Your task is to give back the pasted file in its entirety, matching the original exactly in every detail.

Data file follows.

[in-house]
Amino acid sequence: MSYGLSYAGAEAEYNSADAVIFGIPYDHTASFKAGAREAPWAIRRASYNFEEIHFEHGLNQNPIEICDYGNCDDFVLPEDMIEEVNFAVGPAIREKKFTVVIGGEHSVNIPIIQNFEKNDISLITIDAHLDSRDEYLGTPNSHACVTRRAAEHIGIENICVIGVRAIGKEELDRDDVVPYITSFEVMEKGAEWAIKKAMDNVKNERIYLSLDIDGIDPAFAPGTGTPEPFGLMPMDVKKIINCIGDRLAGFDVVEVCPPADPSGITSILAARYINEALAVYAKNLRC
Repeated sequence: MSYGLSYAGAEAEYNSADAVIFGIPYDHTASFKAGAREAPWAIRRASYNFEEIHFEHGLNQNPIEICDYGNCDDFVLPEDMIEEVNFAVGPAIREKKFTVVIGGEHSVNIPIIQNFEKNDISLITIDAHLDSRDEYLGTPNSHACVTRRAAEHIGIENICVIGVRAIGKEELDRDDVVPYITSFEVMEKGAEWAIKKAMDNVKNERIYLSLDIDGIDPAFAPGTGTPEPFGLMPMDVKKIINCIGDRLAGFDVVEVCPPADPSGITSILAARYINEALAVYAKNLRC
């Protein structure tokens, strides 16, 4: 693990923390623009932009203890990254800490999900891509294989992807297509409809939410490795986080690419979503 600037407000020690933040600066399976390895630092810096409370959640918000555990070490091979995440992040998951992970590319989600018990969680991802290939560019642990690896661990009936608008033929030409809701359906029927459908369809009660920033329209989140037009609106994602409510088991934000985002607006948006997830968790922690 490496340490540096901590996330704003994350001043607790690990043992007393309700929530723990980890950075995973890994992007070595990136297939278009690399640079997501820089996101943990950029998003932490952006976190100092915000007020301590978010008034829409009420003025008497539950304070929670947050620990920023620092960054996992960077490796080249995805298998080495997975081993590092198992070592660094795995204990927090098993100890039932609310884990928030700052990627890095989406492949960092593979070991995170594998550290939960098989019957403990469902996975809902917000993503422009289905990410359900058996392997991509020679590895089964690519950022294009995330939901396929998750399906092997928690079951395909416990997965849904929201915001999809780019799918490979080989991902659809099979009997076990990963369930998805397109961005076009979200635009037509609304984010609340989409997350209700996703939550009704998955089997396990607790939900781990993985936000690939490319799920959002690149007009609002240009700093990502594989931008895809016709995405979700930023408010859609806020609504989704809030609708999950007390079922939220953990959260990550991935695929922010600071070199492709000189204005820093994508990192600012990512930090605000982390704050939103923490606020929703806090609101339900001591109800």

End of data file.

[in-house]
Amino acid sequence: MSYGLSYAGAEAEYNSADAVIFGIPYDHTASFKAGAREAPWAIRRASYNFEEIHFEHGLNQNPIEICDYGNCDDFVLPEDMIEEVNFAVGPAIREKKFTVVIGGEHSVNIPIIQNFEKNDISLITIDAHLDSRDEYLGTPNSHACVTRRAAEHIGIENICVIGVRAIGKEELDRDDVVPYITSFEVMEKGAEWAIKKAMDNVKNERIYLSLDIDGIDPAFAPGTGTPEPFGLMPMDVKKIINCIGDRLAGFDVVEVCPPADPSGITSILAARYINEALAVYAKNLRC
Repeated sequence: MSYGLSYAGAEAEYNSADAVIFGIPYDHTASFKAGAREAPWAIRRASYNFEEIHFEHGLNQNPIEICDYGNCDDFVLPEDMIEEVNFAVGPAIREKKFTVVIGGEHSVNIPIIQNFEKNDISLITIDAHLDSRDEYLGTPNSHACVTRRAAEHIGIENICVIGVRAIGKEELDRDDVVPYITSFEVMEKGAEWAIKKAMDNVKNERIYLSLDIDGIDPAFAPGTGTPEPFGLMPMDVKKIINCIGDRLAGFDVVEVCPPADPSGITSILAARYINEALAVYAKNLRC
């Protein structure tokens, strides 16, 4: 693990923390623009932009203890990254800490999900891509294989992807297509409809939410490795986080690419979503 600037407000020690933040600066399976390895630092810096409370959640918000555990070490091979995440992040998951992970590319989600018990969680991802290939560019642990690896661990009936608008033929030409809701359906029927459908369809009660920033329209989140037009609106994602409510088991934000985002607006948006997830968790922690 490496340490540096901590996330704003994350001043607790690990043992007393309700929530723990980890950075995973890994992007070595990136297939278009690399640079997501820089996101943990950029998003932490952006976190100092915000007020301590978010008034829409009420003025008497539950304070929670947050620990920023620092960054996992960077490796080249995805298998080495997975081993590092198992070592660094795995204990927090098993100890039932609310884990928030700052990627890095989406492949960092593979070991995170594998550290939960098989019957403990469902996975809902917000993503422009289905990410359900058996392997991509020679590895089964690519950022294009995330939901396929998750399906092997928690079951395909416990997965849904929201915001999809780019799918490979080989991902659809099979009997076990990963369930998805397109961005076009979200635009037509609304984010609340989409997350209700996703939550009704998955089997396990607790939900781990993985936000690939490319799920959002690149007009609002240009700093990502594989931008895809016709995405979700930023408010859609806020609504989704809030609708999950007390079922939220953990959260990550991935695929922010600071070199492709000189204005820093994508990192600012990512930090605000982390704050939103923490606020929703806090609101339900001591109800």